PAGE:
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The architect

Dual passion for sports, Philly fuels PHL Sports executive Larry Needle

BY KERITH GABRIEL

Photo by Maria Young

Center City and South Philly, the Parkway simply became the logical choice. Addition- ally, the NFL is still keen on taking this event outside, as Philly follows Chicago as the second town in as many years to take the draft away from NYC’s Radio City Music Hall and host the event outdoors.

“The Parkway is a beautiful location that really serves as a phenomenal backdrop for the event. It really didn’t take much convincing, to be honest,” said Needle. “[There’s] the art museum, you have the Rocky steps and the history and beauty of the Parkway itself. It’s the perfect place to hold an event, and we’re just so thankful that the NFL agrees with us.”

It’s also the perfect place to hold the masses who will flock to the three-day festival beginning April 27, as Needle estimated that more than 200,000 rabid NFL fans will head to the area, with more than half from out of town. That means full hotel rooms, full restaurants and shops to what Needle also estimated will equate to $80 million in total projected impact, including revenue that will also arrive via local taxes and jobs, primarily for the construction of the massive amphitheater on the base of the art museum steps.

By comparison, a Philly.com report noted that the NFL Draft Experience is slated to have a $25 million production cost. Much of that — $20 million to be exact — will be covered by the NFL, with the remaining $5 million ponied up by the PHLCVB and the 2017 Host Draft Committee.

Clearly, a sound investment for the City of Brotherly Love.

“The [economic] impact is massive, but it’s also the exposure,” said Needle. “For three days, Philadelphia is in faces of millions of homes, it’s on the tongues of media members, athletes, commentators, you name it. To call this a win-win for Philadelphia is understating it, and just like events we’ve had in the past, I’m confident that Philadelphia will showcase well.”

Needle’s resume of holding major events is extensive. Since his appointment as executive director of the Sports Congress (now PHL Sports) in 1996, events such as the NBA All-Star Weekend, NCAA Women’s Final Four, the U.S. Figure Skating Championships and ESPN’s X Games have held events here. PHL Sports nearly hit the jack- pot in 2014, as it was a finalist as one of the host cities in an aggressive bid by the United States Soccer Federation for the 2018 or 2022 FIFA World Cup.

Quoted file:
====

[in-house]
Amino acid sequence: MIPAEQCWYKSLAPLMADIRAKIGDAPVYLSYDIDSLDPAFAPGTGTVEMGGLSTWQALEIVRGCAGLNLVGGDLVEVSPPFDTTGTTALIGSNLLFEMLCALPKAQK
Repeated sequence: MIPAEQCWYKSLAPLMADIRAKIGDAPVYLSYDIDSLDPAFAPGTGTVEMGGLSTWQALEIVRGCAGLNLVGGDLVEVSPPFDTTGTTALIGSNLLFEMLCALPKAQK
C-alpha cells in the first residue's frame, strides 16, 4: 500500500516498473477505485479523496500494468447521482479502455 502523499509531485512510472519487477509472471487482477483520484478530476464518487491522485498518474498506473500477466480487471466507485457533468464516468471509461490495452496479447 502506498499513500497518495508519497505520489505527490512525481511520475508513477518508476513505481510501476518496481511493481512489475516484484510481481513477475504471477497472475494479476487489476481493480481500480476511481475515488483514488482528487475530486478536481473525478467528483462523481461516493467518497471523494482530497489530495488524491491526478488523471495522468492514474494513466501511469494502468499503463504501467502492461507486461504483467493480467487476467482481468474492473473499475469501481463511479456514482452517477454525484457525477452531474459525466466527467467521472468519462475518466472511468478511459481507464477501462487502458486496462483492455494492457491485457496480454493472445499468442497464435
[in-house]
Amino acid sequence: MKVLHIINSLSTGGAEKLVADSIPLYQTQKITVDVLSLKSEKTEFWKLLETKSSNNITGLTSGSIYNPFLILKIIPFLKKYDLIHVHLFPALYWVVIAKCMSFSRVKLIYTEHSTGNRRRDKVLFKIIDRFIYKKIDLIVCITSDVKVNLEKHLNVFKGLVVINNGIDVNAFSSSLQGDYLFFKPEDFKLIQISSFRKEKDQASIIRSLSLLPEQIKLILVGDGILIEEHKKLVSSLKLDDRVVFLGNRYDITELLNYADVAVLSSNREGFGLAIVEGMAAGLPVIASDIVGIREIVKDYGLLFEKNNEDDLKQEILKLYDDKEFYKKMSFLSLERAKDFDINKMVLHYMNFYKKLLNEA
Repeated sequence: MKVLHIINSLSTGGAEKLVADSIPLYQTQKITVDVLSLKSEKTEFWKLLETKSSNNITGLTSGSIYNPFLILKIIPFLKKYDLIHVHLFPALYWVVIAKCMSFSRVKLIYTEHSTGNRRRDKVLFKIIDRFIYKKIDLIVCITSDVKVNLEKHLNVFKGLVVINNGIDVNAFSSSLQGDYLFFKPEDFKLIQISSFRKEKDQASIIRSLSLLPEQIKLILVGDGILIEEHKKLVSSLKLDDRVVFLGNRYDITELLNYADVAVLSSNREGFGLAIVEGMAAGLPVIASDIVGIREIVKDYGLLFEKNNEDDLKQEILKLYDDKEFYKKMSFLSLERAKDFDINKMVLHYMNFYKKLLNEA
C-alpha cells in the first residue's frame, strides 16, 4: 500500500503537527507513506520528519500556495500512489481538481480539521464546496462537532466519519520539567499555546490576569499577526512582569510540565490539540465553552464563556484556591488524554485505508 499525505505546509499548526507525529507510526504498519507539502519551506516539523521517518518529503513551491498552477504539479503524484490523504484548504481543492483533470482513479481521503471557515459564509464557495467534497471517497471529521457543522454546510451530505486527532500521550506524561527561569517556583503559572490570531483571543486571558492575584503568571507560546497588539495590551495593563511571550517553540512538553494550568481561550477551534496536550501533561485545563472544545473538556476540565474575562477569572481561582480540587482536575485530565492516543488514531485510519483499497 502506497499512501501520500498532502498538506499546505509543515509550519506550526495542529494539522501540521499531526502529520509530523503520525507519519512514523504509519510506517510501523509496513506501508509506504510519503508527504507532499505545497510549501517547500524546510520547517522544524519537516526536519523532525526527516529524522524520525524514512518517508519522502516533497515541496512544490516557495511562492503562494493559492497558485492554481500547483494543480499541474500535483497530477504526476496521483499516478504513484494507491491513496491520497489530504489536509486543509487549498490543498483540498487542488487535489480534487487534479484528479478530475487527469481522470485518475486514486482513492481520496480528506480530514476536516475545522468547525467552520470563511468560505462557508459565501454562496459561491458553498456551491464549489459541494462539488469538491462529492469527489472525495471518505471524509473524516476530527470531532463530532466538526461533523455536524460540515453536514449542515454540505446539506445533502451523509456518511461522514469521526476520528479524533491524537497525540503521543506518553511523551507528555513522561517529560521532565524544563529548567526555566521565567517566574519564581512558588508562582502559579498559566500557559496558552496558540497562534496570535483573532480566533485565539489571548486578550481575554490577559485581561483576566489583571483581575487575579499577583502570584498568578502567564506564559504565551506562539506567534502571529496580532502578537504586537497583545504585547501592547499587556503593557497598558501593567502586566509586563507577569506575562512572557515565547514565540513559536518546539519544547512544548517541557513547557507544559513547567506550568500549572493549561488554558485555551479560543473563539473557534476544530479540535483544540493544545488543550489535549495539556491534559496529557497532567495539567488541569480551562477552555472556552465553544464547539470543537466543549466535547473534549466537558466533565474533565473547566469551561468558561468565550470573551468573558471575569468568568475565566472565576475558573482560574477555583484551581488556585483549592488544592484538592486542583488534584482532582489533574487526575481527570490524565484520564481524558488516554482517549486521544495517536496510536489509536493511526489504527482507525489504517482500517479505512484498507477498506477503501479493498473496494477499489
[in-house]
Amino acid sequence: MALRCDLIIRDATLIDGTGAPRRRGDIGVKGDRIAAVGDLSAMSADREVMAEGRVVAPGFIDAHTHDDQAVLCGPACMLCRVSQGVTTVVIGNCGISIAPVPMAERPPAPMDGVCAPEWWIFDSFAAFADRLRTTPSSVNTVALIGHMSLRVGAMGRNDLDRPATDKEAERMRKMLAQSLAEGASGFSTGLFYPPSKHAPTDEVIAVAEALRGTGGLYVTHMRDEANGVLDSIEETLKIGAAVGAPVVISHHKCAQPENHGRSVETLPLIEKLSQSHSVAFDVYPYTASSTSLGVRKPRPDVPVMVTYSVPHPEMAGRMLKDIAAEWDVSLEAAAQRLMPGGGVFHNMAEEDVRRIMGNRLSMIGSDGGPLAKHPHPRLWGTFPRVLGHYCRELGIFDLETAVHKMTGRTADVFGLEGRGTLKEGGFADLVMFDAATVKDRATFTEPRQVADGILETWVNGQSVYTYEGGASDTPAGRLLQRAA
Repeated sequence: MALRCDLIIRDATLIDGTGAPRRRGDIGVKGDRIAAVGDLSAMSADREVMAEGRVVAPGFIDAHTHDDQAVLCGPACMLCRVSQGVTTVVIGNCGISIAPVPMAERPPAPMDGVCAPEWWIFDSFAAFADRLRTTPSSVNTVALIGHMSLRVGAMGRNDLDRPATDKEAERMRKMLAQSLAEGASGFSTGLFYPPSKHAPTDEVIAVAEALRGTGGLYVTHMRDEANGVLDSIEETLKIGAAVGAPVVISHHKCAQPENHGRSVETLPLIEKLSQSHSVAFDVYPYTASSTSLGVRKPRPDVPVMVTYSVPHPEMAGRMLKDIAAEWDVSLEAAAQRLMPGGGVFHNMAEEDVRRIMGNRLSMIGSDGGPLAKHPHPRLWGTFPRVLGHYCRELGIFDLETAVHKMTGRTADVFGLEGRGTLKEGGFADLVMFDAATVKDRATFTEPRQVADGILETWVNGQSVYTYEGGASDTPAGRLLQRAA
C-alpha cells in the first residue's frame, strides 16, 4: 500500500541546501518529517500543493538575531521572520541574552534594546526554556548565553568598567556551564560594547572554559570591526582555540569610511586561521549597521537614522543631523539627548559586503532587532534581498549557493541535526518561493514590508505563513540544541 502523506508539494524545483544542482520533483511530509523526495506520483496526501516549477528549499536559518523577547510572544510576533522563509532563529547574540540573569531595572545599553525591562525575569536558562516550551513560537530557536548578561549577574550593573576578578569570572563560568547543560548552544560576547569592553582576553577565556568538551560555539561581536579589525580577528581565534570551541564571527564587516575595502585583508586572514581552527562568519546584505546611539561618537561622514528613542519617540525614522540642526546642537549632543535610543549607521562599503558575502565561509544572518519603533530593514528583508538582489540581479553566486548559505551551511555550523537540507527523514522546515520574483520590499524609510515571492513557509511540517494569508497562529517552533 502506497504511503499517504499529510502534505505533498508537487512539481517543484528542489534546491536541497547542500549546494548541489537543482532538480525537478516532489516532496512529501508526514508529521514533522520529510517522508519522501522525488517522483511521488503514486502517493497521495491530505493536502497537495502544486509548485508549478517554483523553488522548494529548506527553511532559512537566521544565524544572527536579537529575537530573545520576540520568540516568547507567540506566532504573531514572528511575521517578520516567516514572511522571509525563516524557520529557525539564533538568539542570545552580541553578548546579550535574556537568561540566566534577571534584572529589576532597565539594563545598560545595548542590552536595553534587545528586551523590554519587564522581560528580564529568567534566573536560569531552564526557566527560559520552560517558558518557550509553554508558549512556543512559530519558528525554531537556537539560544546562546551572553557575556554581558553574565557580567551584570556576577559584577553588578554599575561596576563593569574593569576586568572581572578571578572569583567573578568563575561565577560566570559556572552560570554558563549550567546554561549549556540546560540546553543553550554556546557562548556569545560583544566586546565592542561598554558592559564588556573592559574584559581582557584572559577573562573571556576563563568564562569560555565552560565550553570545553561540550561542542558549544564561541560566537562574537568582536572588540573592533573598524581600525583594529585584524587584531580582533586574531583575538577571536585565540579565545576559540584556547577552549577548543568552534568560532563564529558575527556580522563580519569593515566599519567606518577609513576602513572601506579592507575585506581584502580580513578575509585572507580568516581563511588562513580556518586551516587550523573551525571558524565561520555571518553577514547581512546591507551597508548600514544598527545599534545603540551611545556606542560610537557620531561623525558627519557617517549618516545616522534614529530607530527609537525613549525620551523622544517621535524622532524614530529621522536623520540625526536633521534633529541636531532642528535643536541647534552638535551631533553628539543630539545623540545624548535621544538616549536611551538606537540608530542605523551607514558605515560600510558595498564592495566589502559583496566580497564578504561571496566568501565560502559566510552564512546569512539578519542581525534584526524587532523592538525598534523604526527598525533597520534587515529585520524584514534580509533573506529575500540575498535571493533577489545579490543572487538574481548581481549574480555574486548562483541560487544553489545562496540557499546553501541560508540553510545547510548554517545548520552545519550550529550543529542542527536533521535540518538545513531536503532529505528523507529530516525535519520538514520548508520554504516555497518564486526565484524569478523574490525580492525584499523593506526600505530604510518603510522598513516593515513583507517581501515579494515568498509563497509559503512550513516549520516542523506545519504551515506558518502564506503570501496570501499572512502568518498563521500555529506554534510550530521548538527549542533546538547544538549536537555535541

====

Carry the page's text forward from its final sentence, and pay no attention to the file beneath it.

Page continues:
Russia was given rights to the 2018 event, and 2022 will be in Qatar, but had the United States won, Philadelphia would have been a major player.

“We have the infrastructure to host any major event, in my opinion,” Needle said. “Our stadiums, our mass transportation, our hotels and restaurants are world class. We don’t have to build to accommodate, it’s all already here; it’s our job [at PHL Sports] to sell our city as the place that major events want to come to. It’s what we are doing every day.”

Needle told PW that PHL Sports is actively in discussions to host other major events. One is the continued bid to host the 2026 FIFA World Cup, which is now a joint North American bid among Canada, Mexico and the United States. Additionally, talks with the NCAA to continue to host men’s and women’s March Madness tournament rounds are ongoing, and could the Army- Navy Game make a permanent return to Philadelphia, its home for more than a century?

Maybe, if Needle has his way.

“Sports is a big part of the culture here in Philadelphia,” said Needle. “It starts with our hometown teams and traditions and grows to a global level. On the week- end of this massive event, Philadelphia also hosts the Penn Relays, which is a staple, and [Philly’s Arena League football team] the Soul are home [at the Wells Fargo Center]. It’s going to be a great sports weekend, and we encourage everyone to get out and enjoy it.”

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